Open ended

There is nothing that gives a garden a more polished and refined look than a nice edging around the flower beds. It serves the same purpose as a frame does as it defines the edges of a painting or picture, and draws attention to the beauty inside.

A good edge can be expensive. For many years, our little backyard oasis went without the finishing touch of border edging. When we began to formulate the idea of a patio over a barren patch of lawn, we started collecting flat stones for the project. As they were being slowly gathered from blasting sites, we began “temporarily” laying them along the edge of the curved flower beds in the backyard, awaiting the commencement of the patio project.

The difference it made was striking! How could we have gone so long without defining the edge of the garden? They simply HAD to stay there.

Six years later, those stones still line the beds, standing as a symbolic line of soldiers preventing the onslaught of the encroaching lawn. Of course, they do nothing to keep the lawn from growing underneath the loose stones. But when my gardening duties are done right, they appear to be doing their jobs as worthy sentinels.

Behind the scenes, these stones are actually moved more often than the casual garden visitor would guess. When the lawn is winning, they can retreat. When new plants are acquired or old plants have grown too large for the beds, the soldiers (with my help) advance.

As beautiful and sophisticated as a permanent concrete border would be, this strategic troop movement would not be possible.

I like to consider the borders as “open ended.” The garden certainly changes. Why shouldn’t the ends of it do so, too?

Open-endedness has a place in our lives and relationships, too.

A recent conversation with a very pleasant young man revolved around his salvation. The question was asked how he was saved spiritually. Not “if,” but “how.” As a good doctor listens, so should those who care about souls rather than physical bodies.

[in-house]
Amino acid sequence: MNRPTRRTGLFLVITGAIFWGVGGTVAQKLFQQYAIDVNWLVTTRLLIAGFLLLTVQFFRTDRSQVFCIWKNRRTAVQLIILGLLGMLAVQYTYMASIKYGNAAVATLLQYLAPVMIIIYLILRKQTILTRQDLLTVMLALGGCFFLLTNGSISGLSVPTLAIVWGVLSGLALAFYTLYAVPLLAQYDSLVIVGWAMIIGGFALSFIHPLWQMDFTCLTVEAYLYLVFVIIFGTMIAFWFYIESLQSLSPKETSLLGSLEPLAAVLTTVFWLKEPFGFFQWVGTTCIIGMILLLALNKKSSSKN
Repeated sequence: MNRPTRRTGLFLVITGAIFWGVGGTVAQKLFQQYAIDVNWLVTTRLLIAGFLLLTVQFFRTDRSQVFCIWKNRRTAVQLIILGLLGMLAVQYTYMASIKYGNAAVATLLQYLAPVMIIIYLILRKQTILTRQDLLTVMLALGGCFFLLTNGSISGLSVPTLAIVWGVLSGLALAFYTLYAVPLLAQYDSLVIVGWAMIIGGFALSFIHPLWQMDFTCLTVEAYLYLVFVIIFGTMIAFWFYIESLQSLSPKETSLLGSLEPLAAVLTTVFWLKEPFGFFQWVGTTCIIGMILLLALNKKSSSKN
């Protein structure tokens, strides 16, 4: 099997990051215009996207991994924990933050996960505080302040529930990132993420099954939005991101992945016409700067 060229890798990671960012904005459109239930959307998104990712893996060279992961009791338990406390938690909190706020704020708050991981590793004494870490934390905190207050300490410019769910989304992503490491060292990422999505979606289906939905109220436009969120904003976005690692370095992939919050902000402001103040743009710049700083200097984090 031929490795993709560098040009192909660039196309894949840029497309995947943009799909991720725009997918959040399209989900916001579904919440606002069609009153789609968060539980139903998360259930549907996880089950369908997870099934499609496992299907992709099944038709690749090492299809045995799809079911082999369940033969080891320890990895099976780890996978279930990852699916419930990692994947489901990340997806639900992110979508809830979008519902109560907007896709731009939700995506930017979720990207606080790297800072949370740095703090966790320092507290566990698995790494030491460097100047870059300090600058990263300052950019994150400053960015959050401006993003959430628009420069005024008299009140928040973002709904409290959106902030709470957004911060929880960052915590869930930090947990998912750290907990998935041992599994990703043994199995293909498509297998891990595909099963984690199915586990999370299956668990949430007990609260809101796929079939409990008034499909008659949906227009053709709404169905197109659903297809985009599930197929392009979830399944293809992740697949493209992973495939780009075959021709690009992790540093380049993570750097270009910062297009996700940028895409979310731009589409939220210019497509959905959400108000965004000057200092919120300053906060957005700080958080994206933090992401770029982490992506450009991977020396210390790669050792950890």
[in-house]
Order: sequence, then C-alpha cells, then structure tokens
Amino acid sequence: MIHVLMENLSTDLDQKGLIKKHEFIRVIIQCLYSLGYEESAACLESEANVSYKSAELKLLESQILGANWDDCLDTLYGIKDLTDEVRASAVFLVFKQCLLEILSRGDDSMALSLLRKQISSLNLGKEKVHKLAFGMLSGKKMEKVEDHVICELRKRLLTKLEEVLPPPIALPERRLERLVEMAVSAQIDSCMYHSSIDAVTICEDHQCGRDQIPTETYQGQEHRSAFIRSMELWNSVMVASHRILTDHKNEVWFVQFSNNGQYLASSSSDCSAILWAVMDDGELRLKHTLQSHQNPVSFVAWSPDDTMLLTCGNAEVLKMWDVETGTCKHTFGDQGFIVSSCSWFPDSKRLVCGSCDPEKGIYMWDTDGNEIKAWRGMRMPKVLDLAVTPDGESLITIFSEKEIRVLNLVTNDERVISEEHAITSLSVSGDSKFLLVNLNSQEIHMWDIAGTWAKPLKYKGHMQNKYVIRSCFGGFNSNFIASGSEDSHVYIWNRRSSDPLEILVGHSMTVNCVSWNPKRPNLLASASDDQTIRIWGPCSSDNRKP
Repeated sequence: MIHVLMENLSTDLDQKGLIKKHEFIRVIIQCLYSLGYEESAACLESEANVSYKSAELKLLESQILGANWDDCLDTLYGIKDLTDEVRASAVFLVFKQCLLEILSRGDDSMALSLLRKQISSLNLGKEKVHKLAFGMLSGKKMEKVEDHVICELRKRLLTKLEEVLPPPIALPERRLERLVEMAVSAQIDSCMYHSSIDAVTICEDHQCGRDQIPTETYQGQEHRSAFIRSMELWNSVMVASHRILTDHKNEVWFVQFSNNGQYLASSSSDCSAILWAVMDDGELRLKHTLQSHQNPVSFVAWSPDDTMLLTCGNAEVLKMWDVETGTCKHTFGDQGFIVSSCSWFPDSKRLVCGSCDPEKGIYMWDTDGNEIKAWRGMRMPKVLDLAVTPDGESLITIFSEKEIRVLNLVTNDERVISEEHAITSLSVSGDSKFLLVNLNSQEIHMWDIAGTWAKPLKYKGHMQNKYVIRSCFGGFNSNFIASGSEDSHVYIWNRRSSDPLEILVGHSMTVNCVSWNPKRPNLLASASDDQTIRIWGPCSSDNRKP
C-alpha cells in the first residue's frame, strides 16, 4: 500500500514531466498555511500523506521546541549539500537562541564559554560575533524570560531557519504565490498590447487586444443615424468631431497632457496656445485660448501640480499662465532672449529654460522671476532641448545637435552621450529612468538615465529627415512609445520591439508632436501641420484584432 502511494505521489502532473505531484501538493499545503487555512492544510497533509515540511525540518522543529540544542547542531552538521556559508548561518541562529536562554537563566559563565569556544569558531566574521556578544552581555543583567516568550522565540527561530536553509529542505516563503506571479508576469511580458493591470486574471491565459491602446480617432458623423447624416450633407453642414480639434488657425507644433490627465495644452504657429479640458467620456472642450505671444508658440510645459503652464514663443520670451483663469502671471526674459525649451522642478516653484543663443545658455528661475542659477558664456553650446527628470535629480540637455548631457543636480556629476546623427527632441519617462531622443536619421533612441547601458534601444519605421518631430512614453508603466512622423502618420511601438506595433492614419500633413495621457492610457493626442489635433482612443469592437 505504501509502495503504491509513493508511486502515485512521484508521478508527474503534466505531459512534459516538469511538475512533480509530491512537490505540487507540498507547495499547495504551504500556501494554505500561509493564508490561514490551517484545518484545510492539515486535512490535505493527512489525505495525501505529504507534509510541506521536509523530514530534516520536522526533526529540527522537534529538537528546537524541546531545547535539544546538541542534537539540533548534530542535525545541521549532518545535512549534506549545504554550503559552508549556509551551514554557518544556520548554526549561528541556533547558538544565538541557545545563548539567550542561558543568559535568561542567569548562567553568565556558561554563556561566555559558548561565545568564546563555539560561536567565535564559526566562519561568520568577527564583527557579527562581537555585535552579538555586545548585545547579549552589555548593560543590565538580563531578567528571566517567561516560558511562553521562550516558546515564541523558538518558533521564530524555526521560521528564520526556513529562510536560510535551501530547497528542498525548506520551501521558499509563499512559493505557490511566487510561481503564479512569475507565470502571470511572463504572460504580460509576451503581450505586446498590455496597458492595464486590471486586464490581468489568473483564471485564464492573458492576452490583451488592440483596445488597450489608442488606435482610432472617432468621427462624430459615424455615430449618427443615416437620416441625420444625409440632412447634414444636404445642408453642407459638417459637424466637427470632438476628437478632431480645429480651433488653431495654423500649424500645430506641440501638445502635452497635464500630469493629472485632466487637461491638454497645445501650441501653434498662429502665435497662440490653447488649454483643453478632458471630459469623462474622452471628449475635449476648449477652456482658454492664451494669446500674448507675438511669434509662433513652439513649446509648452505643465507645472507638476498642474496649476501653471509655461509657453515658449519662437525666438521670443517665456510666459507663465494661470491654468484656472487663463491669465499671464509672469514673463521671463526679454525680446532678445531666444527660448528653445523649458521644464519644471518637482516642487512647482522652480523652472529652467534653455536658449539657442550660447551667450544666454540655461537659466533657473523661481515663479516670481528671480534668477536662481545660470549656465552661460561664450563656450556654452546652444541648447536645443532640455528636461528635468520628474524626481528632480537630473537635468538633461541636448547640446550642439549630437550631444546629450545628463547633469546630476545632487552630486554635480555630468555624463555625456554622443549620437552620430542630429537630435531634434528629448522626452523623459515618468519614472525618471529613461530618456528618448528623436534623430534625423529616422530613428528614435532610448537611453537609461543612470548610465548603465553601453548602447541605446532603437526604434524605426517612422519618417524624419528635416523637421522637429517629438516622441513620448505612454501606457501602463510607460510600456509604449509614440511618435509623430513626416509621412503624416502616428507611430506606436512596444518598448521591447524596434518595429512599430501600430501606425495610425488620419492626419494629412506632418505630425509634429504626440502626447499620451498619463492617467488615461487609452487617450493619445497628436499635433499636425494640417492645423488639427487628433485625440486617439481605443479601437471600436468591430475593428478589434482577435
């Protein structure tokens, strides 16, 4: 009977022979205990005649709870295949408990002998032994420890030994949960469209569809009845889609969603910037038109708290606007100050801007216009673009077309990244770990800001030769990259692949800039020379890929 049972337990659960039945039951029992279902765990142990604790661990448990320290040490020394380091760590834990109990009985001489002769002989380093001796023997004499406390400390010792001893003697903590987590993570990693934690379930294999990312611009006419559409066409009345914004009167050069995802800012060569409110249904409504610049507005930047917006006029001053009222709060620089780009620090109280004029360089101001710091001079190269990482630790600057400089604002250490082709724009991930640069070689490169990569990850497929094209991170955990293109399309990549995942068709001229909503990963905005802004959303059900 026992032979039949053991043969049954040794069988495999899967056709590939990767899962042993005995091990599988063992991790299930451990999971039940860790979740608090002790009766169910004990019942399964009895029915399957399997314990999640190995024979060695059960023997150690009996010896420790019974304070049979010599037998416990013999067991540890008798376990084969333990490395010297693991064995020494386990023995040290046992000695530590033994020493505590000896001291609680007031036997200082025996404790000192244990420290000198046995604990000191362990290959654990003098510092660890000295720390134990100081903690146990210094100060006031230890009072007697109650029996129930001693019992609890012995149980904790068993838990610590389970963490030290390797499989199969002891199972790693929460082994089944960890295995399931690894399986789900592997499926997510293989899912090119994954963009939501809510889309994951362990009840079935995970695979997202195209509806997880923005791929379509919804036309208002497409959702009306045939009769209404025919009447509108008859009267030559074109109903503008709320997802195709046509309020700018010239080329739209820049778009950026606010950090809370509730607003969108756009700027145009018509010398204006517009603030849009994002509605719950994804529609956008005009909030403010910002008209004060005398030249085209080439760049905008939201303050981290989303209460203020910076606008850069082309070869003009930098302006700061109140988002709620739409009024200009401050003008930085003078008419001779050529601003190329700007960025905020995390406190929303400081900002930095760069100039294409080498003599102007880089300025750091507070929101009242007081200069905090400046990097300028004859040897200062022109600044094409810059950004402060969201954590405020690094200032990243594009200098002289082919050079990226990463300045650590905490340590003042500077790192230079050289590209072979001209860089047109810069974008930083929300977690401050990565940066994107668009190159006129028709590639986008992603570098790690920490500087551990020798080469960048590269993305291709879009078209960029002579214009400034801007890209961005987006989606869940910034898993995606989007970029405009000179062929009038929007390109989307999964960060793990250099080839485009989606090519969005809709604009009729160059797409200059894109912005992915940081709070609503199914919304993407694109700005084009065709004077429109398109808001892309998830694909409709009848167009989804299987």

It turned out that this man didn’t have any confidence of the truth of the Bible, which was valuable to know before using the Bible to explain itself. The person with him was more interested in first impressions, so she ended up “coaching” him with what she thought would be acceptable responses.

The trouble was that it hampered an opportunity to listen to him. However, enough was said to know that he needed more information about fulfilled prophecies to fortify his inherited faith.

Questions that can be answered “yes” or “no” don’t garner much information, nor invite dialogue.

The “one another” verses in the Bible are open-ended. In other words, they don’t stop at a simple hello or handshake. Among the many things we do for one another are honoring, exhorting, praying, greeting, accepting, forgiving, instructing, and of course, loving. One week may find us admonishing one another, and the next week encouraging one another.

Just as the stone soldiers of my garden border may move forward or retreat, we may have to deal with one another differently as the need arises.

But how will we know what is needed unless we spend time together? If I am not tending my garden, I will be unaware that the verbena has completely overtaken the border and has rooted in the grass on the other side.

An open-ended border is only useful if the gardener takes time to tend it. Open-ended conversations can take us to useful places spiritually, but it takes time, patience, and caring.

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Christine (Tina) Berglund

Christine lives in middle Tennessee with her husband Gary, a.k.a. "The Yard Boy." They have served churches in eight states where Gary has preached full-time most of their married lives. The children have flown the nest, but they "baby" their plants now, and even get to visit grandchildren once in a while.

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